38th Annual Conference of the Finnish Physical Society, Oulu, Finland, 18-20 March 2004
Variation of atomic oxygen concentration in the mesosphere as observed by the EISCAT incoherent scatter radar
E. Turunen1, P. Verronen2, Th. Ulich1, C.-F. Enell1, E. Kyrölä2
1Sodankylä Geophysical Observatory, Sodankylä,
2Geophysical Research Division, Finnish Meteorological Institute, Helsinki, Finland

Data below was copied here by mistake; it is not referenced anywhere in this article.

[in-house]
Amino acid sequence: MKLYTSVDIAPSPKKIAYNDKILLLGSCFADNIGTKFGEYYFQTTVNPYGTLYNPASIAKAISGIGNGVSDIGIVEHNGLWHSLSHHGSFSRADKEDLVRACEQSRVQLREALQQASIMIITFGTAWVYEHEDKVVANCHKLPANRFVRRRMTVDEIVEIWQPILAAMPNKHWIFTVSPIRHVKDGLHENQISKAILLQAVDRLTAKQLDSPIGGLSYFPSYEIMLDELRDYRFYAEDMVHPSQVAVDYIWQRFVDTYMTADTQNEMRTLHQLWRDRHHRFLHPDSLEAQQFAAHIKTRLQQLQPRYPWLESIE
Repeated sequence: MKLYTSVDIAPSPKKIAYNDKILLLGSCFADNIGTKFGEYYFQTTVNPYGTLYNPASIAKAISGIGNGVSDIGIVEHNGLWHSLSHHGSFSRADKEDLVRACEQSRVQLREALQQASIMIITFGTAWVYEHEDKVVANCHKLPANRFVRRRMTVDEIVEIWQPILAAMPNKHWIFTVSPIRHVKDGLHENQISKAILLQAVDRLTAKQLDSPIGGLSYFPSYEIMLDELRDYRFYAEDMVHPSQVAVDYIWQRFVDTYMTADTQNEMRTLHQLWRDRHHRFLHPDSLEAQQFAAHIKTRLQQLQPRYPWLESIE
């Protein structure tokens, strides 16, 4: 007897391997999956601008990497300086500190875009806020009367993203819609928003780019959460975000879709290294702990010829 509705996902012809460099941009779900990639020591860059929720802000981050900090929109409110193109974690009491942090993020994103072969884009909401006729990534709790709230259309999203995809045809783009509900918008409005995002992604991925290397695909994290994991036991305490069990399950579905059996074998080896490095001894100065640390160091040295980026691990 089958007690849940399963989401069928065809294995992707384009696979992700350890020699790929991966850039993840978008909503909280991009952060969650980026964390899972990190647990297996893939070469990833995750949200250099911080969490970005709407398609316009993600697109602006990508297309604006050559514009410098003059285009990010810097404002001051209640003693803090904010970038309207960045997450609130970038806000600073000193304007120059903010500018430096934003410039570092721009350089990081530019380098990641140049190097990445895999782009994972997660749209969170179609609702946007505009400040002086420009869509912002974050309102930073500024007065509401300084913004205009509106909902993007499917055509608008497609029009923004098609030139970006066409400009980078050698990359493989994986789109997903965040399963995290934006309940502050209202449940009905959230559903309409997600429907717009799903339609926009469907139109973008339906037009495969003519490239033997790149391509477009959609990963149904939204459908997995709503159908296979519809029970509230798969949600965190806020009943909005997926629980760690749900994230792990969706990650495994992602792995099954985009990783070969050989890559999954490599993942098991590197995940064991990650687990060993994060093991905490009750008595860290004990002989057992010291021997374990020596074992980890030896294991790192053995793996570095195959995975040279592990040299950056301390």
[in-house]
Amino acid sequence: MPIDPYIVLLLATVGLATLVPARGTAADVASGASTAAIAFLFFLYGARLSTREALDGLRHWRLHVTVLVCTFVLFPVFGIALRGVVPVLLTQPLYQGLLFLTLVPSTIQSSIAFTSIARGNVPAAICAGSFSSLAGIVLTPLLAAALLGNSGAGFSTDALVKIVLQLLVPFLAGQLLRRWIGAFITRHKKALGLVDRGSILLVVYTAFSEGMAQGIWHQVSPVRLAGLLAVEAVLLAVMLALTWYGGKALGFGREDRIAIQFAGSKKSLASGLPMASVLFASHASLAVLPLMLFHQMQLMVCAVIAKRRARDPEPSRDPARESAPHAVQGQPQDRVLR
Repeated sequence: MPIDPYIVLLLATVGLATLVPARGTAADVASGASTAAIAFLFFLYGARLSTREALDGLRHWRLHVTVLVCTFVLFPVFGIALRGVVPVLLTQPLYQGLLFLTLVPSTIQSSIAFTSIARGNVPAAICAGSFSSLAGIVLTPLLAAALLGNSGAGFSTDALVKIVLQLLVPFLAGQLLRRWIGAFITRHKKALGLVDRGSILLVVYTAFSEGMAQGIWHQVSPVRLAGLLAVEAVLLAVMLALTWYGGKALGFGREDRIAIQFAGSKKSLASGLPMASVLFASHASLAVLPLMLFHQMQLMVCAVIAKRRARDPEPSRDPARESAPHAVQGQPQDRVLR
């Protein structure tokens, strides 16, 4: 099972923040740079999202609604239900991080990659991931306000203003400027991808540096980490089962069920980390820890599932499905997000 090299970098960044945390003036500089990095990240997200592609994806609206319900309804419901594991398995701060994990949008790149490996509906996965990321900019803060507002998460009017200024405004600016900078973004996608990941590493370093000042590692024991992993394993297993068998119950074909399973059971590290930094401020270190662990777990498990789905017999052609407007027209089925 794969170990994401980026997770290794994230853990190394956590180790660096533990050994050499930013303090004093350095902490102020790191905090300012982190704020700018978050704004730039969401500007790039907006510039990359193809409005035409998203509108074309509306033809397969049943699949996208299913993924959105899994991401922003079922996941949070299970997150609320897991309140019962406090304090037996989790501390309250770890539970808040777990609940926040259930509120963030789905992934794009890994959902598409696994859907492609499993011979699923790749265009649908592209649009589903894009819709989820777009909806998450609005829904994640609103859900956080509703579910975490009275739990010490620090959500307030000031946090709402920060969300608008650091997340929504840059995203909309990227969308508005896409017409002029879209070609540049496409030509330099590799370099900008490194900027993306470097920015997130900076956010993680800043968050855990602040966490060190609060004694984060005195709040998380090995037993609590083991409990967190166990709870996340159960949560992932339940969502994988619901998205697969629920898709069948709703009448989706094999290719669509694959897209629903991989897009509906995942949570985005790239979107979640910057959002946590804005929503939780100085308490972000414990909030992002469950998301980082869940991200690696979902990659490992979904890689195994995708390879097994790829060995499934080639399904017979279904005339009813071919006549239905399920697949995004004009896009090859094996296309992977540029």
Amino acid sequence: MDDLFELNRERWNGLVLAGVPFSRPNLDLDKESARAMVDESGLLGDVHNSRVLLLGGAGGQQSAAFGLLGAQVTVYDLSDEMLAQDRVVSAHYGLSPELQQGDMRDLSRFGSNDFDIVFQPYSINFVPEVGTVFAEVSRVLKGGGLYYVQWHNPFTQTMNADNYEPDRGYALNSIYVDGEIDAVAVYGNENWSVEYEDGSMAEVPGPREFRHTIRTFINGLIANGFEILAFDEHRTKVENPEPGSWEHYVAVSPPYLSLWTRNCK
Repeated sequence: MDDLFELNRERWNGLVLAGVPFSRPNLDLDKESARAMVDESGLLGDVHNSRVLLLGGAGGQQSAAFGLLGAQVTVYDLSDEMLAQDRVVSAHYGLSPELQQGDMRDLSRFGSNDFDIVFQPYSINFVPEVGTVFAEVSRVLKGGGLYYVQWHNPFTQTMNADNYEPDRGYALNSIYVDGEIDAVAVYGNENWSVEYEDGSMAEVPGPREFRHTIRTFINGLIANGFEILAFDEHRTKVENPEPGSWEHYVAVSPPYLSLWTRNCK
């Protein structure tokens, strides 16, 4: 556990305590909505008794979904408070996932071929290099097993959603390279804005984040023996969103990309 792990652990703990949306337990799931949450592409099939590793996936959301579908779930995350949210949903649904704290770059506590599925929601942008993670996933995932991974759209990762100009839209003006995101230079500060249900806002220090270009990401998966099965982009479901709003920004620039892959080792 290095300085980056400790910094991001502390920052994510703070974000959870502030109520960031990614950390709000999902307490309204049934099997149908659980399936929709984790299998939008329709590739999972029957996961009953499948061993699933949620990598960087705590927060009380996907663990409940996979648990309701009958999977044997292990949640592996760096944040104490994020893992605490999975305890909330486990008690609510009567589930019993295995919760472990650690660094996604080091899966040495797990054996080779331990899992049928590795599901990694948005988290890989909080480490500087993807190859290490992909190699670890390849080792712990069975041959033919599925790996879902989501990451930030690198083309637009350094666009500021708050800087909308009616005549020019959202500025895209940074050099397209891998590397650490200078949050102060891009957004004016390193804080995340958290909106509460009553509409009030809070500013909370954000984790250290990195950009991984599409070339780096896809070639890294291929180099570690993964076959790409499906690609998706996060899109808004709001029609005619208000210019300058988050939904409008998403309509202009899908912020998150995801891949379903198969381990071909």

The EISCAT VHF incoherent scatter radar (ISR) is capable of measuring the incoherent scatter spectrum down to upper stratospheric altitudes, during times of excess ionisation, such as produced for example by solar proton events. However, interpretation of measured ISR spectra as physical parameters is not straightforward and needs additional information either from other measurements or from theoretical models. Published results on variations of atmospheric composition in the mesosphere, deduced from ISR data, are extremely limited in number, most of them being also speculative in nature . We present a detailed study of sunset variations in the concentrations of chemically important minor constituents, above Tromsø, Norway, during the solar proton event of October 23, 1989. The calculations are based on the recent development of the time dependent Sodankylä Ion Chemistry model (SIC) , which now includes coupled neutral and ion chemistry, dissociation of neutrals, vertical diffusion, a proper solar radiation model instead of a fixed reference as before, improved negative ion chemistry at lower altitudes and effects by secondary electrons, to mention a few improvements in the model. Proton flux data measured onboard the GOES satellite is used as input in the model, in order to calculate the ionisation rates of the neutrals in the altitude range from 50 to 100 km. Temperature is taken from the MSIS-90 model. The model results of ion composition are used to calculate a theoretical ISR spectrum and its width, which is compared with the experimental results from the EISCAT VHF radar, which was running the CP6 ionospheric D–region experiment during the solar proton event. Time behavior of the calculated ISR spectrum follows reasonably the experimental one at all altitudes. Deviations between the two are seen in the absolute values of the ISR spectral width. Del Pozo et al.  studied the same event with an earlier, purely ion chemistry version of the SIC model. The model in their study was not able to explain the time variations seen in ISR spectra. They deduced qualitatively that variations in the concentration of atomic oxygen must be responsible for the observed variations of ISR spectral width. In this paper, we present for the first time quantitative results for the time variation of concentrations of minor neutral species, including atomic oxygen.